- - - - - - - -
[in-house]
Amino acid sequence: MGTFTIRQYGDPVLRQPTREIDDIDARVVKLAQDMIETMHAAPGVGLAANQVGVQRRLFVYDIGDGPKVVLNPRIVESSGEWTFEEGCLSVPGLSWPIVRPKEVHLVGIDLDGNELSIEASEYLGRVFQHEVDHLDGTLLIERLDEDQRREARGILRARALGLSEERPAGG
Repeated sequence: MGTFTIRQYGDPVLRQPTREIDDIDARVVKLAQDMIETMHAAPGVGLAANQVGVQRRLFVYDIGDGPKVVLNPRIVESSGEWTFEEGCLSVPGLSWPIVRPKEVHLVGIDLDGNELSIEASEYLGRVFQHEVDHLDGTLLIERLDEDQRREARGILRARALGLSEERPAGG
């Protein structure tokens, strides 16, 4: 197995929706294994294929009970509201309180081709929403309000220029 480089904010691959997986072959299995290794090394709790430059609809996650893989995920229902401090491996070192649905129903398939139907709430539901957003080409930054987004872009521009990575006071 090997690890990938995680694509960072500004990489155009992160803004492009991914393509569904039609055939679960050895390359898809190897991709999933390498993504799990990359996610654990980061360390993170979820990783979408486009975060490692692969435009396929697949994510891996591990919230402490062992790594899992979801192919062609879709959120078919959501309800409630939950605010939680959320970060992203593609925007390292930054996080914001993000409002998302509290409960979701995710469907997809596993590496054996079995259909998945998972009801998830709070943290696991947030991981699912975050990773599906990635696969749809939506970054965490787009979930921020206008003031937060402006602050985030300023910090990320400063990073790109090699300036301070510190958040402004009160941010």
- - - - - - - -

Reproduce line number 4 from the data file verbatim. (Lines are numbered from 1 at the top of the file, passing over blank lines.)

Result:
């Protein structure tokens, strides 16, 4: 197995929706294994294929009970509201309180081709929403309000220029 480089904010691959997986072959299995290794090394709790430059609809996650893989995920229902401090491996070192649905129903398939139907709430539901957003080409930054987004872009521009990575006071 090997690890990938995680694509960072500004990489155009992160803004492009991914393509569904039609055939679960050895390359898809190897991709999933390498993504799990990359996610654990980061360390993170979820990783979408486009975060490692692969435009396929697949994510891996591990919230402490062992790594899992979801192919062609879709959120078919959501309800409630939950605010939680959320970060992203593609925007390292930054996080914001993000409002998302509290409960979701995710469907997809596993590496054996079995259909998945998972009801998830709070943290696991947030991981699912975050990773599906990635696969749809939506970054965490787009979930921020206008003031937060402006602050985030300023910090990320400063990073790109090699300036301070510190958040402004009160941010």